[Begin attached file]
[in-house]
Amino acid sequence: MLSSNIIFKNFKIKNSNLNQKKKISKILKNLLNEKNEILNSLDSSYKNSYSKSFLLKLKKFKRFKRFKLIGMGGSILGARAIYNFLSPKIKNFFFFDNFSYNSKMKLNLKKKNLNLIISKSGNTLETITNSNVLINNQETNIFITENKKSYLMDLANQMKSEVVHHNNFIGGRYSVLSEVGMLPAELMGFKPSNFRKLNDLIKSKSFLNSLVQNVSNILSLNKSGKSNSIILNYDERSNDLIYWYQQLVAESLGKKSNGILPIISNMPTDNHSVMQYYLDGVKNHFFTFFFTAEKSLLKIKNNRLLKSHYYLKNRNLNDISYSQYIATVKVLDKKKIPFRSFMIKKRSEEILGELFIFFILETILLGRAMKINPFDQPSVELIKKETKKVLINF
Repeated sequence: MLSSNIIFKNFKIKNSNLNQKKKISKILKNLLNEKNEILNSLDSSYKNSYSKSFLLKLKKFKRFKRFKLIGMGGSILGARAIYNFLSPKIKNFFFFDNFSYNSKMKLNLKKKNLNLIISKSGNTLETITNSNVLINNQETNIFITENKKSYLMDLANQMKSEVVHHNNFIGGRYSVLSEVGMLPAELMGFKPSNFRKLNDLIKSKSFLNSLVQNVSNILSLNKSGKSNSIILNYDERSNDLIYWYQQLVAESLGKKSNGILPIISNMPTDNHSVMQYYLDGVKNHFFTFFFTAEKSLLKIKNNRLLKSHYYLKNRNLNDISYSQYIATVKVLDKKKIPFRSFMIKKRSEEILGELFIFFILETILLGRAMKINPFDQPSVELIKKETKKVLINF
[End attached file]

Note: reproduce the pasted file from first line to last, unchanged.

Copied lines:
[in-house]
Amino acid sequence: MLSSNIIFKNFKIKNSNLNQKKKISKILKNLLNEKNEILNSLDSSYKNSYSKSFLLKLKKFKRFKRFKLIGMGGSILGARAIYNFLSPKIKNFFFFDNFSYNSKMKLNLKKKNLNLIISKSGNTLETITNSNVLINNQETNIFITENKKSYLMDLANQMKSEVVHHNNFIGGRYSVLSEVGMLPAELMGFKPSNFRKLNDLIKSKSFLNSLVQNVSNILSLNKSGKSNSIILNYDERSNDLIYWYQQLVAESLGKKSNGILPIISNMPTDNHSVMQYYLDGVKNHFFTFFFTAEKSLLKIKNNRLLKSHYYLKNRNLNDISYSQYIATVKVLDKKKIPFRSFMIKKRSEEILGELFIFFILETILLGRAMKINPFDQPSVELIKKETKKVLINF
Repeated sequence: MLSSNIIFKNFKIKNSNLNQKKKISKILKNLLNEKNEILNSLDSSYKNSYSKSFLLKLKKFKRFKRFKLIGMGGSILGARAIYNFLSPKIKNFFFFDNFSYNSKMKLNLKKKNLNLIISKSGNTLETITNSNVLINNQETNIFITENKKSYLMDLANQMKSEVVHHNNFIGGRYSVLSEVGMLPAELMGFKPSNFRKLNDLIKSKSFLNSLVQNVSNILSLNKSGKSNSIILNYDERSNDLIYWYQQLVAESLGKKSNGILPIISNMPTDNHSVMQYYLDGVKNHFFTFFFTAEKSLLKIKNNRLLKSHYYLKNRNLNDISYSQYIATVKVLDKKKIPFRSFMIKKRSEEILGELFIFFILETILLGRAMKINPFDQPSVELIKKETKKVLINF